Urban Homesteading?


The statistic shows the degree of urbanization in Canada from 2010 to 2020 and details the percentage of the entire population, living in urban areas. In 2020, 81.56 percent of the total population in Canada lived in cities. https://www.statista.com/statistics/271208/urbanization-in-canada/


 


I follow homesteading accounts on Instagram and I am inundated with images of farm houses and bucolic scenes with chickens and goats and expansive land. It is in wild contrast to what I am working with. I have a postage sized lot that is slowly getting more and more crowded with outbuildings due to lack of storage in the home.


When we first moved to this place I was so excited to have a sunny yard to be able to grow food in. I made up two garden plots and grew food fairly successfully for...a few meals but not for setting up a decent pantry or food stock. I became quite discouraged with the outcome of my vegetable garden. I spent more money on trying to grow what little food I grew than if I bought it from a grocery store or farmer's market. While the quality and flavour was sometimes better, it wasn't always better! It was disheartening. I longed for more land (still do to be honest) but I am thankful for the home we have, especially in today's crazy housing market and housing crisis.


A couple of years ago, I decided I wasn't going to grow my own food. While everyone during the pandemic went crazy with food gardening, I went the other way. I had a strong sense that it was more important for me to grow food for the wildlife. I wrote a brief post about this here https://www.urbancottagecreations.com/post/a-grocery-store-for-mrs-sparrow-and-her-friends My dilemma was how do I feel like I am still "homesteading" when I can't even grow enough food to satisfy my yearning to homestead in the traditional sense. Since it's not worth my money or time to grow food, I can instead, support local farmers and our farmers' markets. I can buy a bunch of beets and can them myself. I can buy pickling cucumbers and make pickles.

I can go pick berries, I can pick wild apples, I can stock up on meats and I can pick wild herbs for herbal remedies.

There will always be farmers growing food. If an apocalypse does happens, then I can return my entire little yard back to food growing. In the meantime, I am hoping I would have stocked up on some food to last us for the short term.


Setting up a pantry and food stock has always been important to me. It brings me comfort. Since our renos are on hold, we don't really have a proper set up for food storage. I have a shelf of canned goods and an ugly cabinet in an ugly closet with disorganized food in it. I am really hoping to change this once the renos are done...if they ever get done.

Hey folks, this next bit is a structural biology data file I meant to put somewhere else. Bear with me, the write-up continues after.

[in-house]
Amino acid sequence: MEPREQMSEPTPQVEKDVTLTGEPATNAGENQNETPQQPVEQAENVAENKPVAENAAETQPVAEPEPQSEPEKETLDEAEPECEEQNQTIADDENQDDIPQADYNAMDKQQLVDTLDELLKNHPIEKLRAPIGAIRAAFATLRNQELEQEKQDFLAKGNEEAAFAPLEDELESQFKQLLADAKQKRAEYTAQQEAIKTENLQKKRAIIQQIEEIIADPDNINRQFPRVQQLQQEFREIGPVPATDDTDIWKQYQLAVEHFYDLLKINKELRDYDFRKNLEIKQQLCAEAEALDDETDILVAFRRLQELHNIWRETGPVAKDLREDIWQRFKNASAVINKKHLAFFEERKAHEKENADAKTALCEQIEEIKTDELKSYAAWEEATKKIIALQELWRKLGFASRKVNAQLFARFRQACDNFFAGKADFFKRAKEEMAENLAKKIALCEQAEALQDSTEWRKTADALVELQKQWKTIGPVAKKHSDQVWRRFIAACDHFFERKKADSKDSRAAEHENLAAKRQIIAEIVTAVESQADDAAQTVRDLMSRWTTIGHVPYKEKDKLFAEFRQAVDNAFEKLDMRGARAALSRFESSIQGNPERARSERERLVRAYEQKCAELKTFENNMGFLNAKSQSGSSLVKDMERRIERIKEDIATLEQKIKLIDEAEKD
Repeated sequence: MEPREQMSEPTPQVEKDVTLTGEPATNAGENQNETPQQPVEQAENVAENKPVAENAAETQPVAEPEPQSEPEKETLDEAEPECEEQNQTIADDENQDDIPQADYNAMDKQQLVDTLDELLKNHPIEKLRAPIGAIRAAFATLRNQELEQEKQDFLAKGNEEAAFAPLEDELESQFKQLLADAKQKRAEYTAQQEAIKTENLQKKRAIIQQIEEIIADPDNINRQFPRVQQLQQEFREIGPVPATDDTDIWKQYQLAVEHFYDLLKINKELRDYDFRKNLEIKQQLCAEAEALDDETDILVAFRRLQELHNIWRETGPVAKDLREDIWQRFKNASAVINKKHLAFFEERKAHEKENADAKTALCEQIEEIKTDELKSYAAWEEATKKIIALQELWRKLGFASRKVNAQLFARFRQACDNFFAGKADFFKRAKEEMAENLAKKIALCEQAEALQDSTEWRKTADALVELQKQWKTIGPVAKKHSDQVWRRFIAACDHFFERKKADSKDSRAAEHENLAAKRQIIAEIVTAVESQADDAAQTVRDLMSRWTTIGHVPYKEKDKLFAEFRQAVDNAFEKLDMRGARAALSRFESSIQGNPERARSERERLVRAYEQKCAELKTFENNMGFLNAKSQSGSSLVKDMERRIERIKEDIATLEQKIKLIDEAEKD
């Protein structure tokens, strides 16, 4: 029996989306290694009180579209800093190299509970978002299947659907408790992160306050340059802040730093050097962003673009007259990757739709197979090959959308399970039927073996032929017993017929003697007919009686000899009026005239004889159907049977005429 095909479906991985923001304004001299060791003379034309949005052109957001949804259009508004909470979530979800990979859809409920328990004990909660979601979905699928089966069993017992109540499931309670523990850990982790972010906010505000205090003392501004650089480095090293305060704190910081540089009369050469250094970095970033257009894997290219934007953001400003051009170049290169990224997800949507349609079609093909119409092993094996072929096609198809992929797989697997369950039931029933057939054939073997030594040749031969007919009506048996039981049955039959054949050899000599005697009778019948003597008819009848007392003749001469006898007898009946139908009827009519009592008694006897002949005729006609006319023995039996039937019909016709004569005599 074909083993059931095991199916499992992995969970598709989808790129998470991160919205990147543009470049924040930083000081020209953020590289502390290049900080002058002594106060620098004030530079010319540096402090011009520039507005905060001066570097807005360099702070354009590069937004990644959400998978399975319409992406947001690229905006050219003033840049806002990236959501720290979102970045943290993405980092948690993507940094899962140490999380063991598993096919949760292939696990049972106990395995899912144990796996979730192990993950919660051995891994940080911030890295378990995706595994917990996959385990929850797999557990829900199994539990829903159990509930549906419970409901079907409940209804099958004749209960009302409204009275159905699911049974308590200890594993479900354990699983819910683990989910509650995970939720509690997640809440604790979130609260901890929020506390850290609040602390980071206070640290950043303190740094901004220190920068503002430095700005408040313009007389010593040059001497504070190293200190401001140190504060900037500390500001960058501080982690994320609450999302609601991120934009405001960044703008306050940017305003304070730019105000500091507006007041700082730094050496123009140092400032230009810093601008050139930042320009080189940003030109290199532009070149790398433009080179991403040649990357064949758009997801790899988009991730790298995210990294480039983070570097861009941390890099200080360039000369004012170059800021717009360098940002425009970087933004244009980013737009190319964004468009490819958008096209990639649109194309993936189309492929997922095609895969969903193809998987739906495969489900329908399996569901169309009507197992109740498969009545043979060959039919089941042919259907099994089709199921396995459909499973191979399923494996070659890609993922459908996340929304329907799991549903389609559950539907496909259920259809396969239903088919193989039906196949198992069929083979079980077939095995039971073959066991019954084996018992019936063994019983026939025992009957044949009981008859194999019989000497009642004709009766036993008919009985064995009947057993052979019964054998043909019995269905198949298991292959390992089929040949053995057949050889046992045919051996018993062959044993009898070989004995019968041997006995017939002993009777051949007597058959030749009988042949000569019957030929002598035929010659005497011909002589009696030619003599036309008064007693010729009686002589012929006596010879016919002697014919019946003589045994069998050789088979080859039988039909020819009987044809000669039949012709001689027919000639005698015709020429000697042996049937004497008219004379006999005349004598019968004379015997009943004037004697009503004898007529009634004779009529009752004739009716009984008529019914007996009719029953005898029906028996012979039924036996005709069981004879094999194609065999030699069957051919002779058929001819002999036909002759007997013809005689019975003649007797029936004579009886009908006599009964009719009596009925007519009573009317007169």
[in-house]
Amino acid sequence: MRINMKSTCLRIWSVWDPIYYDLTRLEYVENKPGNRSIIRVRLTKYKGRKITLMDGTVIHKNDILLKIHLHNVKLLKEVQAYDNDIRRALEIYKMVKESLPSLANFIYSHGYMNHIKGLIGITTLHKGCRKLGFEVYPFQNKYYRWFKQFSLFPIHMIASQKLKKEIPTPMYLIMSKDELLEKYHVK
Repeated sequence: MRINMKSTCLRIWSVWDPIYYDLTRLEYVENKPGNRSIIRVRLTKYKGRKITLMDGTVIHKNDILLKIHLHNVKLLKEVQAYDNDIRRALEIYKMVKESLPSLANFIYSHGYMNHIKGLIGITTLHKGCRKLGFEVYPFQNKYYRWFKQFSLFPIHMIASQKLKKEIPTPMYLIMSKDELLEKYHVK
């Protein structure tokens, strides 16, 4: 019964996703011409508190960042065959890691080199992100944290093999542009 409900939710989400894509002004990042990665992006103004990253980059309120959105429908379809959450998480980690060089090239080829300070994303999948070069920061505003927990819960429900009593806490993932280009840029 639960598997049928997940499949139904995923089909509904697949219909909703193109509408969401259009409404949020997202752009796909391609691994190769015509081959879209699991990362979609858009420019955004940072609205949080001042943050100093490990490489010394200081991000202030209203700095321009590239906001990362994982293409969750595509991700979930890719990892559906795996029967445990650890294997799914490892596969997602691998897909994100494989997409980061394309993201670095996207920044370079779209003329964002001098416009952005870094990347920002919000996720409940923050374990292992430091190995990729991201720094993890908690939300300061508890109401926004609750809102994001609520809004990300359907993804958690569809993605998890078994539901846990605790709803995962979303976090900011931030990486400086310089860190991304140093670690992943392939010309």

My point is you can homestead in the city, the burbs or the country, even if you don't have the space or physical ability to. It's a mindset, it's adapting and working with what you have. You can buy food, jars of pickles, jellies, jams, sauces, grains, vegetables for freezing or fermenting from the farmer's market and more! You can display the jars in the meantime you eat through them. You can make a pantry cupboard look good with nice storage containers. Canned goods, homespun fabrics, warm lighting, wood accents, bring that country homestead feel to any home, any where.



While I am inside the house with the decor, the feel of our home, performing the tasks of homemaking (canning, cooking, baking, knitting, crocheting, stitching and sewing) these satisfy my craving to live in the country, for the most part. When I step out our door this time of year however, I deflate. I am in the city with no leaves on trees yet, brown grass, garbage from the winter strewn everywhere, and I go into a funk. I don't like early spring. It's ugly. I feel like I am deluding myself most of the time. I slip into a temporary depression until I see leaves on trees and bees buzzing and butterflies flitting. I am still in the city but my small garden makes me feel like I'm not. Even if I hear my neighbour's dog barking incessantly or kids screaming or car alarms, my garden helps me get through those temporary noise pollution moments. By planting trees and bushes along the perimeter of the property I hope to not only get more privacy but to block out light pollution as well. I am trying to build up a green oasis where we don't see any neighbours even if we hear them.

Photo from a few summers ago


Homesteading is a state of mind, homesteading in the city requires great imagination and will to adapt and reinvent what it means. I have a wild imagination and determination to make it come true but I'll be honest in saying I go through times when I am defeated. I turned 56 two weeks ago, and in my years of living with my imagination and my funks, I know that I always come through the other side of those funks and keep on trying to make my homesteading

visions become reality.




I wish you all a home you can feel cozy and safe in and wish you grace and peace in all aspects of your lives.


xo


Trish

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